Extraction and refining of fossil fuel may result in a host of negative outcomes including landscape degradation, risk for spills, and other unintentional environmental damage. Coal mining operations have the potential to cause pollution across the supply chain, from extraction to burning. In the United States, coal is often extracted using mountaintop removal and strip mining, which involves clearing the vegetation, soil, and rock above coal deposits. This leads to permanent damage of landscapes and the creation of massive amounts of mine wastes. Strip mining is used in roughly 65 percent of American coal production.

    After coal is burned, it leaves behind coal ash, a combustion byproduct containing heavy metals like arsenic, mercury, and chromium, which are considered toxic. Coal ash is one of the largest sources of industrial waste in the United States, and a 2018 analysis of industry data found that 95 percent of coal ash storage sites have contaminated groundwater at levels deemed unsafe by the EPA. In the flooding that followed Hurricane Florence, several coal ash storage sites in North Carolina overflowed or were damaged, spilling contaminated water into surrounding areas.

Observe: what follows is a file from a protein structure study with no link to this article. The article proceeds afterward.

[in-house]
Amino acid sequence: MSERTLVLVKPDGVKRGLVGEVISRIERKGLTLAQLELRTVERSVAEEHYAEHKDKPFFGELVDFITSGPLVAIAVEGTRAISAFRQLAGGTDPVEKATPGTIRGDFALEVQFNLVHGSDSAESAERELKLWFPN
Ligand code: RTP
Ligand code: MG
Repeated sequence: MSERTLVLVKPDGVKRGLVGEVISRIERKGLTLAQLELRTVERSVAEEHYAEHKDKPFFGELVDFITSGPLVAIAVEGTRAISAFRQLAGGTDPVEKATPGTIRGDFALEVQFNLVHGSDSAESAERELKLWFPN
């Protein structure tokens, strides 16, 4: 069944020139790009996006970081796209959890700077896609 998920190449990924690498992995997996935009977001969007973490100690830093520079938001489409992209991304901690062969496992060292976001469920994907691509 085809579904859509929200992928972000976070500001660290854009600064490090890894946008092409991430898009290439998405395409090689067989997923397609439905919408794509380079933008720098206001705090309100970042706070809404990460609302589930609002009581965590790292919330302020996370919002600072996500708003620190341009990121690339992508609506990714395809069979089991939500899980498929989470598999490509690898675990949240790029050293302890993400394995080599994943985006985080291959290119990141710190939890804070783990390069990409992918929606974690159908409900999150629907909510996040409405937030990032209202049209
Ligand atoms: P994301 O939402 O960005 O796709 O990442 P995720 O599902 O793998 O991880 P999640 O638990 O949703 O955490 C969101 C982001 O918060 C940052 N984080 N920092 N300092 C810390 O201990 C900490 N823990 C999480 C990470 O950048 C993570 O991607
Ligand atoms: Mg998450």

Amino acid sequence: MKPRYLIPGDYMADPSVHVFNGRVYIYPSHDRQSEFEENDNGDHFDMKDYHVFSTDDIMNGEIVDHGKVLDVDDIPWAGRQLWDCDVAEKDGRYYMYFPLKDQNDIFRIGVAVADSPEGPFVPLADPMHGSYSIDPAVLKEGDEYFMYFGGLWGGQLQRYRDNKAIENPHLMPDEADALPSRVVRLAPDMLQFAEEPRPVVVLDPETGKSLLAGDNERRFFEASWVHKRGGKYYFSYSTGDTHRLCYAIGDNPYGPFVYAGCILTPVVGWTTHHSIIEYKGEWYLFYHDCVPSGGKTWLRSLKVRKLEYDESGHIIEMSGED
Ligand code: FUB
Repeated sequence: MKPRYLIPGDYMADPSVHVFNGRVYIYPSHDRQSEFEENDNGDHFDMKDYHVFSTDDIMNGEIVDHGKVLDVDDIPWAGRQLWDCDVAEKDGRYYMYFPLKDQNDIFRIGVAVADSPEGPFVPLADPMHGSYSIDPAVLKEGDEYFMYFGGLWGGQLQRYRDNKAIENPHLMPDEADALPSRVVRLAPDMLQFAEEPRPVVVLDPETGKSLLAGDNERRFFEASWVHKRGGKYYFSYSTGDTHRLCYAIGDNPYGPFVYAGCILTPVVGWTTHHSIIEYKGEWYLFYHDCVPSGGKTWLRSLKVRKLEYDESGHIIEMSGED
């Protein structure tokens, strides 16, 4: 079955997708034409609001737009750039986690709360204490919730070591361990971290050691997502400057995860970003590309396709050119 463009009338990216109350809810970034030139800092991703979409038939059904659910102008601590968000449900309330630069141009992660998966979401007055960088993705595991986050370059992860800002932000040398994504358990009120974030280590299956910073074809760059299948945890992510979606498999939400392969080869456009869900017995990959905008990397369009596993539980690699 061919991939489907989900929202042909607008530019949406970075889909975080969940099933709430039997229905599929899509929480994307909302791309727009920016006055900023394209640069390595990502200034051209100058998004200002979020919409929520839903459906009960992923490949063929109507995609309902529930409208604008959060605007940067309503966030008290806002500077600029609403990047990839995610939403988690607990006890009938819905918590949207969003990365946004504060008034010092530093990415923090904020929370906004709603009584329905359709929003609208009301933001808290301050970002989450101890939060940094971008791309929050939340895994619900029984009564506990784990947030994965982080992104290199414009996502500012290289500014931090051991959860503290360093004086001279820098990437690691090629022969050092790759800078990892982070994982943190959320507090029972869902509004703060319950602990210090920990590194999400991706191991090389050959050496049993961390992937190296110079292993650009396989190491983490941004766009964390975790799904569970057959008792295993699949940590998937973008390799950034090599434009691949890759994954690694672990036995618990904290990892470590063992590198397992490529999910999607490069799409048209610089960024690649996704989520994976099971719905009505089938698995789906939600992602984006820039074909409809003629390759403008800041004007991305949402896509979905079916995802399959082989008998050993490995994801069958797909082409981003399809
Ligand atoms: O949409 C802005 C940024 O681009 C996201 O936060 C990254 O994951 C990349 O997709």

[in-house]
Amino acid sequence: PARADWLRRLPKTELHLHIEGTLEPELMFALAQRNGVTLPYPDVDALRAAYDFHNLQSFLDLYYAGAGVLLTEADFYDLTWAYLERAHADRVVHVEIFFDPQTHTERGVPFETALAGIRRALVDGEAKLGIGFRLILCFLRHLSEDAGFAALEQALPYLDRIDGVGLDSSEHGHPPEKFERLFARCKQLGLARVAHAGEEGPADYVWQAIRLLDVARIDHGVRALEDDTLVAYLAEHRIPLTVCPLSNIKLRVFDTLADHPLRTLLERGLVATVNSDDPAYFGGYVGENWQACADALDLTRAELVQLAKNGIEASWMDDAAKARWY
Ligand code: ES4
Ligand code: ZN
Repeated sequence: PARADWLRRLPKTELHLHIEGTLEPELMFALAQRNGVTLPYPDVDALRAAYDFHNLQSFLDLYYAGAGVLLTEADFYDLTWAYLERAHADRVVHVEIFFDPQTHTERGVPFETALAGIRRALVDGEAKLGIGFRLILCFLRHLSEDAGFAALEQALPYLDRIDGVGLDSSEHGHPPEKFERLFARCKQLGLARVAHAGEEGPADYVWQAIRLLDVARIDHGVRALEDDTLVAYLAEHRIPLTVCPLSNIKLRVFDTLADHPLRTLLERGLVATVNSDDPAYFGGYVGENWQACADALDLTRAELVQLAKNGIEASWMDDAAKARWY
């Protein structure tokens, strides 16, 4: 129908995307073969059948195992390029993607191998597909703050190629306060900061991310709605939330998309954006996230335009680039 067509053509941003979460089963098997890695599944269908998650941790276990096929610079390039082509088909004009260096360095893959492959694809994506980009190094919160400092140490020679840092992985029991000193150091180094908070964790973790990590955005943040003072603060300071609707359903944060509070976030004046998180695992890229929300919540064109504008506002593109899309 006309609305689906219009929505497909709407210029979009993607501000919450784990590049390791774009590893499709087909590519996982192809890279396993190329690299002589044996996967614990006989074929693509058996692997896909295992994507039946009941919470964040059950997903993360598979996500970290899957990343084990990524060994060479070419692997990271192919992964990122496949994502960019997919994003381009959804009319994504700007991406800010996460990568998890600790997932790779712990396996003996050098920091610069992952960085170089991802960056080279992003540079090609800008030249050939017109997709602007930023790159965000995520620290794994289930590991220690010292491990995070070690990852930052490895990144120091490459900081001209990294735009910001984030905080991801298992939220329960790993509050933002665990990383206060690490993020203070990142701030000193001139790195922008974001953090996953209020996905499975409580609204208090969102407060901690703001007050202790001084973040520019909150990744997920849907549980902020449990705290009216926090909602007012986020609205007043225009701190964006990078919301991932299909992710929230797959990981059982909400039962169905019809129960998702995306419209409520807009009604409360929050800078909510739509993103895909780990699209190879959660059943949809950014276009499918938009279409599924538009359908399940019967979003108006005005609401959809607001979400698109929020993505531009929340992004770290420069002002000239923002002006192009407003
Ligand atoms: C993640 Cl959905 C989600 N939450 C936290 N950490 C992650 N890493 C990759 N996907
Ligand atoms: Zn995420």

Oil spills are perhaps the best known fossil fuel-related environmental dangers. The 1989 Exxon Valdez oil spill polluted 1,300 miles of shore and cost about $2 billion to clean up. The 2010 Deepwater Horizon oil spill, the largest ever, released 3.19 million barrels of crude oil into the Gulf of Mexico and cost BP (the company responsible) $61.6 billion. That same year, the 2010 Enbridge spill in southwest Michigan released more than 20,100 barrels of tar sands oil into the Kalamazoo River, creating one of the largest inland oil spills in U.S. history. The ongoing Taylor oil spill is on track to become the largest in American history, having released tens of thousands of gallons every day into the Gulf of Mexico for more than 14 years.